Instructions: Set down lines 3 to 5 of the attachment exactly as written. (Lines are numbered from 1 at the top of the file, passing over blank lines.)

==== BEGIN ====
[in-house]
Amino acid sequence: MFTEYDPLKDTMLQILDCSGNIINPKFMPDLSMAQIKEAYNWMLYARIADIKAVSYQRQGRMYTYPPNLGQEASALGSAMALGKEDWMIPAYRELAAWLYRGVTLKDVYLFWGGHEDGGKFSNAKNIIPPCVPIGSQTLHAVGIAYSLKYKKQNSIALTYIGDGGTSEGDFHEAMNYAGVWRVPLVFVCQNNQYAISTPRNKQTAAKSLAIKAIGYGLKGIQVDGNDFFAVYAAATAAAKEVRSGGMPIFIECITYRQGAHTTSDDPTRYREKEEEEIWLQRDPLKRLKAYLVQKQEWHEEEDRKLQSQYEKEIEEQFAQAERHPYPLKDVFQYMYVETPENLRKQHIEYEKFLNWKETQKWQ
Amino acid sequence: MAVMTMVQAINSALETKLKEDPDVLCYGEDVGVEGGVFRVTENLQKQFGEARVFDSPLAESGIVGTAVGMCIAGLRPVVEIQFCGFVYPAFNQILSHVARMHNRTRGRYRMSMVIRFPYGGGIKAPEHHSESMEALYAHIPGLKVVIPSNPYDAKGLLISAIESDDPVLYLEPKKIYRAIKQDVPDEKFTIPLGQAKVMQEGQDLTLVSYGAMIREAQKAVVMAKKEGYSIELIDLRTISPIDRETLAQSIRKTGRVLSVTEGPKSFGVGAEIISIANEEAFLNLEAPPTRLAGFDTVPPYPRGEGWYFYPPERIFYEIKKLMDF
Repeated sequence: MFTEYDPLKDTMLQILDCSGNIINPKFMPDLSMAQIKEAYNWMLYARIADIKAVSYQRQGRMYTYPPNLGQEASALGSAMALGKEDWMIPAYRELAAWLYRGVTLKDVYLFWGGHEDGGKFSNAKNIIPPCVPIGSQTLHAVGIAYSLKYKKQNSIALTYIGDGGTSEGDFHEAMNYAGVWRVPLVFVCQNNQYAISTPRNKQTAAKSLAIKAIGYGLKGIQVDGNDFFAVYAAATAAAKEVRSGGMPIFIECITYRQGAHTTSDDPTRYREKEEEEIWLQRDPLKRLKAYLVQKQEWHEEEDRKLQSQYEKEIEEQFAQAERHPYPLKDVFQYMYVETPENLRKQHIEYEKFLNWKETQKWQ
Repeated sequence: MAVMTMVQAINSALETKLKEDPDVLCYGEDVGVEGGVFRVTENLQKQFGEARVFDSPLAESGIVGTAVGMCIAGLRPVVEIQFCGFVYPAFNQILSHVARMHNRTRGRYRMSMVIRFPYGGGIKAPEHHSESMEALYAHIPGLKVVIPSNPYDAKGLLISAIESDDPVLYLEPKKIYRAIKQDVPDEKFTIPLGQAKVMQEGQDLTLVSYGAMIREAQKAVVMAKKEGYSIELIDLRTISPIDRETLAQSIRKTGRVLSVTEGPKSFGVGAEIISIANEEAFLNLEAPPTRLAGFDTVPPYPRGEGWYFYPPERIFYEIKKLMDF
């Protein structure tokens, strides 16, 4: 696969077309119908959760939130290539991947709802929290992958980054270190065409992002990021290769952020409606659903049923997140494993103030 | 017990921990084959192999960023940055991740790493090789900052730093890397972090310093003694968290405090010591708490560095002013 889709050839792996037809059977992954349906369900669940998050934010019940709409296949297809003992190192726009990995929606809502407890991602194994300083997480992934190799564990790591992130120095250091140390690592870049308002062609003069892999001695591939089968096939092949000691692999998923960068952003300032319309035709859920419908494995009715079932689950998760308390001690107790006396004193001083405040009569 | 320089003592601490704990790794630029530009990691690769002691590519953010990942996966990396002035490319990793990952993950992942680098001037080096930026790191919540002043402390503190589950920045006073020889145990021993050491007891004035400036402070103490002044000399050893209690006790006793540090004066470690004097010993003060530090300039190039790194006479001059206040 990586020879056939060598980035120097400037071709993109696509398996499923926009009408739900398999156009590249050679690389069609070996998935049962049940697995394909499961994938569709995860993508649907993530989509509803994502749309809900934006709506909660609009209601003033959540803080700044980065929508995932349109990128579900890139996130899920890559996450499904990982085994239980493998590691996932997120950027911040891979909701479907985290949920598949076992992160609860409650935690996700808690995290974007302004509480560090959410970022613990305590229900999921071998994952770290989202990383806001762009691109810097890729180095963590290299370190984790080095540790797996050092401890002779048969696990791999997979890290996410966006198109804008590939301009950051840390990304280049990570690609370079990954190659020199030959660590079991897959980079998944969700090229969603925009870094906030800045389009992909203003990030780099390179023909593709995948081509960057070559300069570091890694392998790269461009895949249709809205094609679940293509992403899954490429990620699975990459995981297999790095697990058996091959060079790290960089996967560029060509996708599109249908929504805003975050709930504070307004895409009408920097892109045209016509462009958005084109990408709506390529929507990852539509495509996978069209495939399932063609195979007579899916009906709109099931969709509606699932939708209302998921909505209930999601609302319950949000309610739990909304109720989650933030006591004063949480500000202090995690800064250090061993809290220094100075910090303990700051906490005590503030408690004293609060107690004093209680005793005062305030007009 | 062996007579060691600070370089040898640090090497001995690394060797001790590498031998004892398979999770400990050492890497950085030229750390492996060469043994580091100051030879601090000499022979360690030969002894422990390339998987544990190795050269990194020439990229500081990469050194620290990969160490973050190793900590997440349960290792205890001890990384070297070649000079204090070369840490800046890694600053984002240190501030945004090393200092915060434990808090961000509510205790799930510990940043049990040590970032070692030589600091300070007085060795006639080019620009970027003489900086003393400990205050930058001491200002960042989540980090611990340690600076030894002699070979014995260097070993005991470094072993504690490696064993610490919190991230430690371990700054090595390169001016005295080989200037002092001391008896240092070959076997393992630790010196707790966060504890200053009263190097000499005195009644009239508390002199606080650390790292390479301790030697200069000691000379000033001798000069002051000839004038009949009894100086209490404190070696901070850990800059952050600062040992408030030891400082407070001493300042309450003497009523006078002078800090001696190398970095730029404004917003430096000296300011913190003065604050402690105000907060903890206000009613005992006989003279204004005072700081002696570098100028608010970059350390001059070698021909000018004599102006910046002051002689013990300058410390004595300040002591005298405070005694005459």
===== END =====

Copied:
Amino acid sequence: MAVMTMVQAINSALETKLKEDPDVLCYGEDVGVEGGVFRVTENLQKQFGEARVFDSPLAESGIVGTAVGMCIAGLRPVVEIQFCGFVYPAFNQILSHVARMHNRTRGRYRMSMVIRFPYGGGIKAPEHHSESMEALYAHIPGLKVVIPSNPYDAKGLLISAIESDDPVLYLEPKKIYRAIKQDVPDEKFTIPLGQAKVMQEGQDLTLVSYGAMIREAQKAVVMAKKEGYSIELIDLRTISPIDRETLAQSIRKTGRVLSVTEGPKSFGVGAEIISIANEEAFLNLEAPPTRLAGFDTVPPYPRGEGWYFYPPERIFYEIKKLMDF
Repeated sequence: MFTEYDPLKDTMLQILDCSGNIINPKFMPDLSMAQIKEAYNWMLYARIADIKAVSYQRQGRMYTYPPNLGQEASALGSAMALGKEDWMIPAYRELAAWLYRGVTLKDVYLFWGGHEDGGKFSNAKNIIPPCVPIGSQTLHAVGIAYSLKYKKQNSIALTYIGDGGTSEGDFHEAMNYAGVWRVPLVFVCQNNQYAISTPRNKQTAAKSLAIKAIGYGLKGIQVDGNDFFAVYAAATAAAKEVRSGGMPIFIECITYRQGAHTTSDDPTRYREKEEEEIWLQRDPLKRLKAYLVQKQEWHEEEDRKLQSQYEKEIEEQFAQAERHPYPLKDVFQYMYVETPENLRKQHIEYEKFLNWKETQKWQ
Repeated sequence: MAVMTMVQAINSALETKLKEDPDVLCYGEDVGVEGGVFRVTENLQKQFGEARVFDSPLAESGIVGTAVGMCIAGLRPVVEIQFCGFVYPAFNQILSHVARMHNRTRGRYRMSMVIRFPYGGGIKAPEHHSESMEALYAHIPGLKVVIPSNPYDAKGLLISAIESDDPVLYLEPKKIYRAIKQDVPDEKFTIPLGQAKVMQEGQDLTLVSYGAMIREAQKAVVMAKKEGYSIELIDLRTISPIDRETLAQSIRKTGRVLSVTEGPKSFGVGAEIISIANEEAFLNLEAPPTRLAGFDTVPPYPRGEGWYFYPPERIFYEIKKLMDF